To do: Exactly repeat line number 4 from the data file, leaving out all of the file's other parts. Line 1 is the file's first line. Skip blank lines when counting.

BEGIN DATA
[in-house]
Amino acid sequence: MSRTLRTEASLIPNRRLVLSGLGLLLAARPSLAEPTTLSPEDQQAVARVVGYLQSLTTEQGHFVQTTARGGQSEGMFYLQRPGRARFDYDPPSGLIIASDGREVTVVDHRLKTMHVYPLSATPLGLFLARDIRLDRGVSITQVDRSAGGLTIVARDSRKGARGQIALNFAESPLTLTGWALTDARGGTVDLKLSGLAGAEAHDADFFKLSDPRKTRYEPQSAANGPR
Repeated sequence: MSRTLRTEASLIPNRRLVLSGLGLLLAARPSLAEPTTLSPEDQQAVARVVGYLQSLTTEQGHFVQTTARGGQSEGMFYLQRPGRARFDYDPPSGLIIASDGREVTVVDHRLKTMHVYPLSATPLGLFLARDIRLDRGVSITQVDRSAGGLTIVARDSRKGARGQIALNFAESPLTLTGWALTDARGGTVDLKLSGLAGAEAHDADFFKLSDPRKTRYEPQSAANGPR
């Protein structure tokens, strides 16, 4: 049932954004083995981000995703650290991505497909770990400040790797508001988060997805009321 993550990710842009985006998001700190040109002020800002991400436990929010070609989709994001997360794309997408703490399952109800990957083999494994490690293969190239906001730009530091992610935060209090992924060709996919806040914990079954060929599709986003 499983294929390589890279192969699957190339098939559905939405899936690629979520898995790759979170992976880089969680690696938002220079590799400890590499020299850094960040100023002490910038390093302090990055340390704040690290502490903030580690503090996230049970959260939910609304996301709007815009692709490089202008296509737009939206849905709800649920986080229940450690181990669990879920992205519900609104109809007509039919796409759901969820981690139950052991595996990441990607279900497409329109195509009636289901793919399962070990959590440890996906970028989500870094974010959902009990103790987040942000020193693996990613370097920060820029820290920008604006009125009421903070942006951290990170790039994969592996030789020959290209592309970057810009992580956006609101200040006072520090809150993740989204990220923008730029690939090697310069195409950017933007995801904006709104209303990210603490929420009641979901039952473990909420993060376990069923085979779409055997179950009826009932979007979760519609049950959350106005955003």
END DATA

């Protein structure tokens, strides 16, 4: 049932954004083995981000995703650290991505497909770990400040790797508001988060997805009321 993550990710842009985006998001700190040109002020800002991400436990929010070609989709994001997360794309997408703490399952109800990957083999494994490690293969190239906001730009530091992610935060209090992924060709996919806040914990079954060929599709986003 499983294929390589890279192969699957190339098939559905939405899936690629979520898995790759979170992976880089969680690696938002220079590799400890590499020299850094960040100023002490910038390093302090990055340390704040690290502490903030580690503090996230049970959260939910609304996301709007815009692709490089202008296509737009939206849905709800649920986080229940450690181990669990879920992205519900609104109809007509039919796409759901969820981690139950052991595996990441990607279900497409329109195509009636289901793919399962070990959590440890996906970028989500870094974010959902009990103790987040942000020193693996990613370097920060820029820290920008604006009125009421903070942006951290990170790039994969592996030789020959290209592309970057810009992580956006609101200040006072520090809150993740989204990220923008730029690939090697310069195409950017933007995801904006709104209303990210603490929420009641979901039952473990909420993060376990069923085979779409055997179950009826009932979007979760519609049950959350106005955003």